Scared by lazi­ness

The Kurdish Globe - - CULTURE - Diane Rah

I of­ten speak of the pos­i­tive de­vel­op­ments; the facelift af­forded to our cities and the great new eco­nomic pros­per­ity in our re­gion. But I also re­fer to what is be­neath that glossy sur­face, poverty, lack of child­care sys­tems and a model of health­care that speaks for it­self. A great part of the dark side of Kur­dis­tan to me at least, is the new flood of for­eign work­ers en­ter­ing Kur­dis­tan Re­gion while many young Kurds choose to stay job­less.

As I was read­ing the news I came across com­pa­nies that hire for­eign work­ers to Kur­dis­tan, the ad specif­i­cally quoted ‘house­keep­ing va­can­cies in Er­bil’. One cu­ri­ous click led to an­other and I quickly found my­self read­ing about hor­ror sto­ries of for­eign work­ers be­ing mis­treated and ar­ti­cles crit­i­ciz­ing the grow­ing un­em­ploy­ment among young Kurds. The case of the work­ers be­ing mis­treated is one alarming is­sue worth high­light­ing in an­other col­umn, but an­other core prob­lem aris­ing is the con­cern for the dimin- ished work ethics among many younger, brighter and ca­pa­ble Kur­dish ci­ti­zens.

For most of his­tory, Kurds in south Kur­dis­tan have been proud of their rep­u­ta­tion as hard­work­ing peo­ple, and the fact is that whether within our bor­ders or across the pa­cific, the Kur­dish peo­ple have proven to tire­lessly and shame­lessly strive through sweat and tears for most of their achieve­ment. But have the re­cent de­vel­op­ments in south Kur­dis­tan en­abled a too lade back at­ti­tude among younger ci­ti­zens?

I am aware that the sub­ject of for­eign work­ers has been touched on be­fore, but it is the other side of the coin that puzzles me. I find it grossly shock­ing that there is an emerg­ing lazy at­ti­tude among many Kur­dish ci­ti­zens who feel ashamed to take on a job as a cleaner or as a house­keeper.

My heart is at the right place when I ex­press con­cern that the Kur­dish peo­ple are fac­ing a cen­tral is­sue that is pos­si­bly lead­ing to long-term con­se­quences for gen­er­a­tions to come. The can of worms may have al­ready been opened, and I ques­tion what hap­pened to the Kur­dish say­ing that ‘a rock is heav­i­est at its place’, a ref­er­ence that we must not for­get our roots. We Kurds were not that long ago the ones cross­ing bor­ders to work at homes, clean re­strooms and serve as guardians for the el­derly to make ends meet. To­day and prob­a­bly less than a decade into par­tial self-gov­er­nance of our re­gion in the South, some lo­cal Kurds are get­ting on their high horse be­liev­ing the oil rev­enues and the bil­lions in­vested by for­eign com­pa­nies will buy them end­less help with­out cost­ing them a teardrop of sweat.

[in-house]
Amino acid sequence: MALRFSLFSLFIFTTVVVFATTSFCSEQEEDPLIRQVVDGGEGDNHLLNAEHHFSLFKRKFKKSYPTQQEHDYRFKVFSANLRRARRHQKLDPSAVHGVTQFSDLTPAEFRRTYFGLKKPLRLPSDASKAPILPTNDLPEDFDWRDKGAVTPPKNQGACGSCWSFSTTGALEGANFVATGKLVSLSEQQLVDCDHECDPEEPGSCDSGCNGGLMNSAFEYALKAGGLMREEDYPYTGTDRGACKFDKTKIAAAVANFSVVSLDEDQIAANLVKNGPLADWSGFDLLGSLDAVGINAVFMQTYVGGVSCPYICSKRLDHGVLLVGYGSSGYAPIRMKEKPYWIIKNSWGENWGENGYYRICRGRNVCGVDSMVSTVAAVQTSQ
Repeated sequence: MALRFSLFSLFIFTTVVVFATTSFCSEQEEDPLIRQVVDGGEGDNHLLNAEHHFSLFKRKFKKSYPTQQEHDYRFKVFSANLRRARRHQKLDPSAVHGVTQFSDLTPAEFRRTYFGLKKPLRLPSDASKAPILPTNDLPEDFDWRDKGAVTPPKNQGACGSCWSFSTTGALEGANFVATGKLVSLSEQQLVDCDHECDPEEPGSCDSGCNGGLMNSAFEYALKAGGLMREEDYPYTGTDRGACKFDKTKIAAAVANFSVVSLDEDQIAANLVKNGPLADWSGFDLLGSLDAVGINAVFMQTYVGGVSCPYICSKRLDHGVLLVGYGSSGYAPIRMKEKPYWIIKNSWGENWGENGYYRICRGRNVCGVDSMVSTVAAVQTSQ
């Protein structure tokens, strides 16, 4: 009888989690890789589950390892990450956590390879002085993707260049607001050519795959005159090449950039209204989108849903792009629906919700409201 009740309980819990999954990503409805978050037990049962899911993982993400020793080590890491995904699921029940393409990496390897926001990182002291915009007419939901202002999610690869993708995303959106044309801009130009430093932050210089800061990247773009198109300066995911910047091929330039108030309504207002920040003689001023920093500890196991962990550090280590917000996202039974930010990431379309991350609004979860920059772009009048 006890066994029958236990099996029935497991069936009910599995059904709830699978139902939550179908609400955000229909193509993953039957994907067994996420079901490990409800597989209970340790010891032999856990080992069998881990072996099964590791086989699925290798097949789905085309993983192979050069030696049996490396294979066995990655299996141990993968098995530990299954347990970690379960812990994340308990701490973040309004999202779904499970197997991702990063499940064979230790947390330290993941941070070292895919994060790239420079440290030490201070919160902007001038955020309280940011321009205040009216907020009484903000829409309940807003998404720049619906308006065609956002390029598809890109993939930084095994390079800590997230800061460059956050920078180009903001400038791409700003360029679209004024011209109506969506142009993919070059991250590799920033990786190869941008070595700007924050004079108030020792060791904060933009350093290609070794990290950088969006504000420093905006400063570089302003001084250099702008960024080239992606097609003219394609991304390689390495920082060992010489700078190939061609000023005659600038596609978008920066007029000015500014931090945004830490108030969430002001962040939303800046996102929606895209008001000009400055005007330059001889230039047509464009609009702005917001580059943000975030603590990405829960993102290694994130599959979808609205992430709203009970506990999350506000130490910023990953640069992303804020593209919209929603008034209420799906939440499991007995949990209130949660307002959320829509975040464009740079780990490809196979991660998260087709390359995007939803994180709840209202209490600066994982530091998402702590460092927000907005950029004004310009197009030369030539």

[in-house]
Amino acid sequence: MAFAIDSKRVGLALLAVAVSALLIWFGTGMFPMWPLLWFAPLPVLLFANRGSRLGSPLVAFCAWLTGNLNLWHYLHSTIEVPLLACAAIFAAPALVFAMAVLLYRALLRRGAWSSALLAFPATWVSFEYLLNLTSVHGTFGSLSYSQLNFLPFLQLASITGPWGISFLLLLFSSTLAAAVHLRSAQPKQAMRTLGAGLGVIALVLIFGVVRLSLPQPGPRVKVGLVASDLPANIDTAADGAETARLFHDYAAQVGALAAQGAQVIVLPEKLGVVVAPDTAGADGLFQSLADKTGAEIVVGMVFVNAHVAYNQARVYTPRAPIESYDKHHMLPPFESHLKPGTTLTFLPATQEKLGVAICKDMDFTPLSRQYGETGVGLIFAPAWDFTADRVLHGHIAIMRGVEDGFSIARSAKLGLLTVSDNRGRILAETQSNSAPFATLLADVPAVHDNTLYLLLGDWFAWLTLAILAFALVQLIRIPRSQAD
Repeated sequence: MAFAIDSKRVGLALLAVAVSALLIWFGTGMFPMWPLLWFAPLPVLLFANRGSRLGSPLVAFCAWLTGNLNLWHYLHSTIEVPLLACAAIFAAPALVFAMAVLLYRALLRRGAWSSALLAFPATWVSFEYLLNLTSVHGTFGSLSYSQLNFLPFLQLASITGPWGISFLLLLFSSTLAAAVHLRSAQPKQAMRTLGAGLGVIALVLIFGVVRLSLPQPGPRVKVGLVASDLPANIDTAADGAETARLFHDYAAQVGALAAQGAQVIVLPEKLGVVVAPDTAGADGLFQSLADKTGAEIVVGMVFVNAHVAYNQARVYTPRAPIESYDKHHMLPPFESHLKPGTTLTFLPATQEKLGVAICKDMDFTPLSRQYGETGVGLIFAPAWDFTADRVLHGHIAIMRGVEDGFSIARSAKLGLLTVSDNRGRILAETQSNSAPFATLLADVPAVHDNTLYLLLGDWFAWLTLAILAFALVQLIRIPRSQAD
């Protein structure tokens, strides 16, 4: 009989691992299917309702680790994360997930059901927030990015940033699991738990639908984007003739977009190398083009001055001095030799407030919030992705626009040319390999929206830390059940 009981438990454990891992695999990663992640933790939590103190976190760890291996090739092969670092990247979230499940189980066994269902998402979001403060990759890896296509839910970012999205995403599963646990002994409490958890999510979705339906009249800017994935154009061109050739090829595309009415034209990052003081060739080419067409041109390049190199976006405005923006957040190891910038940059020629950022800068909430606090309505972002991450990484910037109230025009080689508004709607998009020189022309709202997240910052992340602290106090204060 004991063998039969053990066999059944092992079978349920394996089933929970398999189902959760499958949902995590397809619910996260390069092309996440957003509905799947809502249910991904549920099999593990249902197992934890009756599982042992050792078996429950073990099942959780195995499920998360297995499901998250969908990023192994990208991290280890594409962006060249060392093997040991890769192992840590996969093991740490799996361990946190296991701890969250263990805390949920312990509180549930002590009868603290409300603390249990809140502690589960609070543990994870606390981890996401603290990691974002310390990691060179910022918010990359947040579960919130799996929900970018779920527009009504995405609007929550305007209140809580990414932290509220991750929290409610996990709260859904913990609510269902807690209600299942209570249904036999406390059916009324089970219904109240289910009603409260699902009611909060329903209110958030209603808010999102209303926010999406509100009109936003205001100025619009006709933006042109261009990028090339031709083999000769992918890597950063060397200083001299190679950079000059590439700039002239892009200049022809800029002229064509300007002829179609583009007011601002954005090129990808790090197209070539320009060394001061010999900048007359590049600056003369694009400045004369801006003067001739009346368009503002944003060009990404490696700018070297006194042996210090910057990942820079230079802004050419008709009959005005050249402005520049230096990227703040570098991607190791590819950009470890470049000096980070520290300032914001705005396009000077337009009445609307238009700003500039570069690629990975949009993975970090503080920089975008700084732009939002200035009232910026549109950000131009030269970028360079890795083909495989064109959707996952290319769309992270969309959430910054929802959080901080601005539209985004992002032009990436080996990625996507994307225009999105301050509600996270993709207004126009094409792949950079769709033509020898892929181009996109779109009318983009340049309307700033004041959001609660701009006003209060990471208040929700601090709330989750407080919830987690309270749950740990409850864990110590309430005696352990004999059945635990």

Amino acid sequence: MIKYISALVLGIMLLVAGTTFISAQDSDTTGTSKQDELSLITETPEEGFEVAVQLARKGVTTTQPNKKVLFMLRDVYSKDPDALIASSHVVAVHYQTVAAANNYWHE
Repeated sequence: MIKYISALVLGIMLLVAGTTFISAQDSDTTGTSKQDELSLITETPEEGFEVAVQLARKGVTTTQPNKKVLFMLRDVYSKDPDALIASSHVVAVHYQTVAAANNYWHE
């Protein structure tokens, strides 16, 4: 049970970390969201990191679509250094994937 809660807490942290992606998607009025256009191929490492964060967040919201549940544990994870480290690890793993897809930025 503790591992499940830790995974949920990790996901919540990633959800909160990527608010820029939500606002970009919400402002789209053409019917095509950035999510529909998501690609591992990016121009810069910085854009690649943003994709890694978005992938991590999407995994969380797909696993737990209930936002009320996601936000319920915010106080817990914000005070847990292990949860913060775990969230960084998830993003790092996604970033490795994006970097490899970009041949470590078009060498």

There are more than 4000 for­eign work­ers in Kur­dis­tan who have come through var­i­ous for­eign com­pa­nies mostly oc­cu­py­ing the most ba­sic jobs, not be­cause they are less mean­ing­ful as hu­mans or they are tak­ing over the job mar­ket. But be­cause th­ese are some of the most com­mon ways of pro­vid­ing for their fam­i­lies, and while many lo­cal Kurds turn away such va­can­cies, for­eign work­ers are needed in higher de­mand.

Kur­dis­tan is at its flour­ish­ing moment where count­less jobs are cre­ated and hun­dred of ca­pa­ble work­ers are needed. While new gen­er­a­tions are be­ing born into a less stress­ful Kur­dish way of life, our pub­lic and po­lit­i­cal sphere needs to plant its seeds early to pre­vent trou­ble free way of life turn­ing into a scat­ter of lazi­ness.

Sug­ges­tively, the ini­tia­tives to grad­u­ally end the lazy habits must firstly come cul­tur­ally. But the government can be cen­tral in chang­ing the lack of en­thu­si­asm by in­tro­duc­ing a sys­tem that re­flects the good old say­ing ‘give a man a fish and you feed him for a day. But teach a man to fish and you feed him for a life­time.’

Newspapers in English

Newspapers from Iraq

© PressReader. All rights reserved.